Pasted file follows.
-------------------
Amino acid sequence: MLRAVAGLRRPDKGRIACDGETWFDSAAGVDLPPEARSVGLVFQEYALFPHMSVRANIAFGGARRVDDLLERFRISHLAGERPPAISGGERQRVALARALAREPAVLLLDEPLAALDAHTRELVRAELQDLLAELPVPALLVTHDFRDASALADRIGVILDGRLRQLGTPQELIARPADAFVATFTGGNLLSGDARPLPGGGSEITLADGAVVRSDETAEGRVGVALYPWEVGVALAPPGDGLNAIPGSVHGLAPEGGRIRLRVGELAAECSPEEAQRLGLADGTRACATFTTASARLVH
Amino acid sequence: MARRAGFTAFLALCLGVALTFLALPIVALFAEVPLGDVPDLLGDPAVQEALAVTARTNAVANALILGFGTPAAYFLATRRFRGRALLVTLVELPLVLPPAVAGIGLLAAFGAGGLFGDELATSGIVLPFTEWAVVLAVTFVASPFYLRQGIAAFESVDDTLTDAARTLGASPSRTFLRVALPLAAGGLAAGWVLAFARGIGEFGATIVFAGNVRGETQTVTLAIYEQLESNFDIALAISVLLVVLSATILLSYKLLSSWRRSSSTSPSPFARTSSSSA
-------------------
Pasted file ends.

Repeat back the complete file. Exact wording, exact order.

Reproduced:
Amino acid sequence: MLRAVAGLRRPDKGRIACDGETWFDSAAGVDLPPEARSVGLVFQEYALFPHMSVRANIAFGGARRVDDLLERFRISHLAGERPPAISGGERQRVALARALAREPAVLLLDEPLAALDAHTRELVRAELQDLLAELPVPALLVTHDFRDASALADRIGVILDGRLRQLGTPQELIARPADAFVATFTGGNLLSGDARPLPGGGSEITLADGAVVRSDETAEGRVGVALYPWEVGVALAPPGDGLNAIPGSVHGLAPEGGRIRLRVGELAAECSPEEAQRLGLADGTRACATFTTASARLVH
Amino acid sequence: MARRAGFTAFLALCLGVALTFLALPIVALFAEVPLGDVPDLLGDPAVQEALAVTARTNAVANALILGFGTPAAYFLATRRFRGRALLVTLVELPLVLPPAVAGIGLLAAFGAGGLFGDELATSGIVLPFTEWAVVLAVTFVASPFYLRQGIAAFESVDDTLTDAARTLGASPSRTFLRVALPLAAGGLAAGWVLAFARGIGEFGATIVFAGNVRGETQTVTLAIYEQLESNFDIALAISVLLVVLSATILLSYKLLSSWRRSSSTSPSPFARTSSSSA